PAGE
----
Priest Vol. #07 -

Anime/Manga Reviews

Mania Grade: A+

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  • Art Rating: A-
  • Packaging Rating: A
  • Text/Translatin Rating: A-
  • Age Rating: 16 & Up
  • Released By: TOKYOPOP
  • MSRP: 9.99
  • Pages: 184
  • ISBN: 1-59182-203-3
  • Size: B6
  • Orientation: Left to Right

Priest Vol. #07

By Jarred Pine     June 30, 2005
Release Date: June 01, 2003

Priest Vol.#07

Creative Talent
Writer/Artist:Min-Woo Hyung
Translated by:Jessica Kim
Adapted by:

What They Say
With the Domas Poradas opened, the spirit of Temozarela has escaped, but the fallen angel is too weak to survive alone. Drawn to his cries, his followers arrive to spirit him to safety, leaving the young priest Ivan Isaacs in the unholy prison in Temozarela's place. In order to escape his prison and avenge his beloveds death, Ivan must make an unholy pact that will change his destiny forever.

Temozarela has broken free from the Domas Porada, and now Ivan, with Belial’s help, must learn to embrace his rage in order to stop the Circle of Sabbath and get his revenge.

The Review
The cover is a TOKYOPOP original featuring a gut-wrenching scene with Ivan holding his beloved, and now dead, Gina with scythe in hand. The logo is similar to the Korean version, although more refined, along the top of the cover. The back cover features an illustration of a cemetery. The summary is written in a font that adds to the whole occult/gothic feel of the book.

Inside you get a summary of the story and cast of characters as well as the appropriate chapter dividers with interesting artwork. There are no extras. The print job is good with minimal fading. TOKYOPOP has done a great job with presentation for this series, and it continues here with this volume.

Min-Woo’s jagged and sketchy artwork really does the story justice, giving it the appropriate gothic, rough feel. With the rebirth of Ivan as the undead demon, the story gets back into its action mode with Ivan slicing up zombies and other frightening creatures. The artwork gets pretty gory and horrific at times, but the cinematic visuals and panel work fit the scenes perfectly.

The SFX are left untouched and not translated. The SFX are very minimal and are so much a part of the artwork that I’m glad they are left as is. I never really felt like I need a translation, so the lack of English text was not a bother. The translation continues to be quite solid, very rich and appropriately dark and moody. There are even instances of Latin left that adds that nice occult feel.

Contents (Watch out spoilers ahead):
The events in volume 7 begin to wrap up this long background story about how the Circle of Sabbath came to be, with the undead fallen priest Ivan Isaacs in the middle of it all. With Temozarela now freed from his long slumber in the Domas Porada, he will be able to start his revenge against God. However, Belial still hold’s Temozarela’s strength in check inside of the Domas Porada, but soon Temozarela’s disciples begin to show up to lend a helping hand, lending their powers to defeat Belial, who is unable to do much without a human body. As the disciples flee with an injured Temozarela, Belial makes his deal with Ivan in order to inhabit a flesh body, bringing him back from the dead in exchange for half his soul. So begins the story of two fallen disciples of God embracing their rage to fuel their revenge against a fallen angel that is attempting to destroy the world to spite God.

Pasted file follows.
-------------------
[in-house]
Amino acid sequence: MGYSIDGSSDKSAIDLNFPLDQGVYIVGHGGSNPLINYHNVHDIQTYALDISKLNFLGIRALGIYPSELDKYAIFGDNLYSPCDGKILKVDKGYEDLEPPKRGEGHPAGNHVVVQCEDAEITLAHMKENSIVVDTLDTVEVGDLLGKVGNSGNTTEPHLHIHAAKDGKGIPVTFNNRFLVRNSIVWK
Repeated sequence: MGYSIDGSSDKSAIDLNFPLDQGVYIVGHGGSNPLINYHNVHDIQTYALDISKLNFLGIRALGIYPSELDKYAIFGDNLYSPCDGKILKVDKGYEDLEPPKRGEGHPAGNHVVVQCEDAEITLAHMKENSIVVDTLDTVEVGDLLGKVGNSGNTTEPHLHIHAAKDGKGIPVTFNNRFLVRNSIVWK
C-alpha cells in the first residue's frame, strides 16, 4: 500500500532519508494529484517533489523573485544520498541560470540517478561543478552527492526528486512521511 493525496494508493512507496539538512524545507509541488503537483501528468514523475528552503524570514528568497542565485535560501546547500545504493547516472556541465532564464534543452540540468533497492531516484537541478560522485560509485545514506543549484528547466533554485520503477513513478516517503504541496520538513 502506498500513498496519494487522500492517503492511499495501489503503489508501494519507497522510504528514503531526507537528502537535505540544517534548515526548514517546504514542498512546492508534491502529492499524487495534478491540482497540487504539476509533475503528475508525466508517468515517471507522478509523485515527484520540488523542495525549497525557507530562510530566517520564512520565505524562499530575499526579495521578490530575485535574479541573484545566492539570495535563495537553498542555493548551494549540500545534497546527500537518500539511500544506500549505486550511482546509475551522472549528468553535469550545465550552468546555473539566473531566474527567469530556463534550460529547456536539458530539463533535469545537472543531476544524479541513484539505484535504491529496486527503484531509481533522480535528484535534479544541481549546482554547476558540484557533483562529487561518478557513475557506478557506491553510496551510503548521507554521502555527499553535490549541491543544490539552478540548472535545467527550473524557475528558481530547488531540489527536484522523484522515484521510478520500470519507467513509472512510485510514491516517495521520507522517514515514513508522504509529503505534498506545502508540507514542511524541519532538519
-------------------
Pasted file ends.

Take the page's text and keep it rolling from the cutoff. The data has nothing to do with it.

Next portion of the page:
I am definitely happy with how much time was devoted to developing these characters in order to gain a better understanding of the overall picture concerning the Circle of Sabbath, as well as fleshing out the major players, turning them into very real, three-dimensional characters. The amount of background info really makes this story something greater than just a simple smash-the-zombie gore fest that it could have turned into. Instead we have rich characters who live in the grey area as most people do, where there is no absolute good or evil but only what you believe for yourself is right at that moment of time.

I also really like the occult/biblical twist on the whole man out for vengeance storyline. One of the great lines from this volume comes from Ivan in which he mentions that in the darkness there is light, and where there is light, there is hope. Following this statement is where we see Ivan embracing his rage and becoming vengeance, as he takes the dead Gina back to their ranch where he confronts the first disciple who raises the dead. The whole scene is incredibly violent, but this is the darkness that Ivan will have to embrace in order to see his light, revenge on the ones who killed his beloved Gina.

As the story begins to come full circle, with the past catching up to where we began this story, I really appreciate the time and effort taken to fully flesh out this interesting twist on the man-with-vengeance type of story. In what started off as a zombie story with a unique gothic/Wild West setting has now become something much greater with full three-dimensional characters. The raw emotions that Ivan has and how he embraces his rage is so primal, but yet completely understandable. Both Ivan and Belial are no longer feared characters, but are now more tragic and I can now feel empathy towards them. Even Temozarela is more than just a flat, bad guy character, but is one who really is not much different than Ivan or Belial.

Priest continues to be one of the more engaging, thought-provoking, emotional titles that is coming out on the English translated market, and it’s all done with such a simple concept as revenge. Highly recommended.


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